California Battery with Serious Bodily Injury under PC 242
A conviction on battery charges might have considerable repercussions impacting you for the remainder of your life. A criminal record for violence can severely hurt your professional career and personal relationships. A criminal record is much more severe when you inflict bodily injury on the victim. Battery with serious bodily injury is also referred to as aggravated battery and mostly happens inside domestic household disagreements or bar fights with strangers. For you to be charged with battery causing serious bodily injury, you must have first committed simple battery, which is in violation of Penal Code Section 242.
There is one key difference between aggravated battery and simple battery and that is the degree of injury suffered by an alleged victim. For instance, if you punch someone and break their nose, the prosecutor has a likelihood of filing for aggravated battery because the victim suffered great physical harm. On the other hand, if someone is pushed to the floor and received a scraped knee or elbow, the injury might not be serious enough to qualify as a serious bodily injury and should be charged a simple misdemeanor battery instead. Battery causing serious bodily injury may be filed as a “strike” offense which means any future felony charge can be doubled for future violent felony charges which would effectively add years of prison to any potential sentence.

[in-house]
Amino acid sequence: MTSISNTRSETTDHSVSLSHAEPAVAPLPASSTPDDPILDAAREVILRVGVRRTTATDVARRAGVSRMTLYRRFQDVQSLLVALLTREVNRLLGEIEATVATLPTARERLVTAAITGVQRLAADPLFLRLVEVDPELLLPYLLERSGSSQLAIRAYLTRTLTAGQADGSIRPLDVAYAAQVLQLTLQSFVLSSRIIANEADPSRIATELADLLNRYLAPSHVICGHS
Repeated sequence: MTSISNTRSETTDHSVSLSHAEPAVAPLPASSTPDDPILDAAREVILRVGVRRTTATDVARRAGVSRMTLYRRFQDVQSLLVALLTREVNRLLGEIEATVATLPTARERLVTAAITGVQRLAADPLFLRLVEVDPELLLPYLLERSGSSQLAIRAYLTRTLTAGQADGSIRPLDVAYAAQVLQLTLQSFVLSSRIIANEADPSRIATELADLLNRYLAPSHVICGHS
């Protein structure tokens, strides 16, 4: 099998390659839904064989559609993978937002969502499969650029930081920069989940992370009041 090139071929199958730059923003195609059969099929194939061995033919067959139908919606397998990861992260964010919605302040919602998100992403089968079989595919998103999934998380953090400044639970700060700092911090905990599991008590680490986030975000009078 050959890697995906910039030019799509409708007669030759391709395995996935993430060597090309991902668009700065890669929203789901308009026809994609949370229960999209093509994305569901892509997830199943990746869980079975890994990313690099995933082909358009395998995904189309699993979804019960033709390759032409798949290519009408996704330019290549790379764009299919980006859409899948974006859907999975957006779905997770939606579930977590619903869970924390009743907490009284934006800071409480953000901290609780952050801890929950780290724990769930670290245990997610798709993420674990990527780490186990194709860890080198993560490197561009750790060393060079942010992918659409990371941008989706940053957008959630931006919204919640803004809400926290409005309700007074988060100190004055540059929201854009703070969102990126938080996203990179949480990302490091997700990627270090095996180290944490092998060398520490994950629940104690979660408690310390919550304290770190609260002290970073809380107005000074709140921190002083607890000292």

- Proving a Charge of Penal Code 243(d)
- Intentional or willful
- Offensive or harmful manner
- Serious injury
- Prosecuting a Charge of Aggravated Battery
- Legal Defenses Against Aggravated Battery Charges
- Punishment for Battery Causing Serious Injury
Proving a Charge of Penal Code 243(d)
Battery causing serious bodily harm, under Penal Code 243 (d), refers to offensive or harmful touching resulting in serious bodily injury. The basic elements of the offense that must be proven by the prosecutor include:
- You touched somebody willfully or unlawfully in a harmful and offensive manner, and
- As a result, you caused serious bodily injury upon the person of another
This is the most important element when it comes to cases involving battery. To be convicted for battery with serious bodily injury, you must have touched someone or made some kind of contact with the alleged victim. Any type of direct or indirect physical contact could qualify as harmful and offensive touching. It could be in the slightest manner by finger or hand or by using an object like a pole or handbag that is considered an extension of you.
Michael is driving down the road and gets into an argument with someone who is flipping him off and saying racist things to him. Michael gets out of the next intersection to confront the man. Feeling angry, Michael throws his phone at the other persons face and breaks his eye socket. Michael can be convicted of battery resulting in a serious injury.
Intentional or willful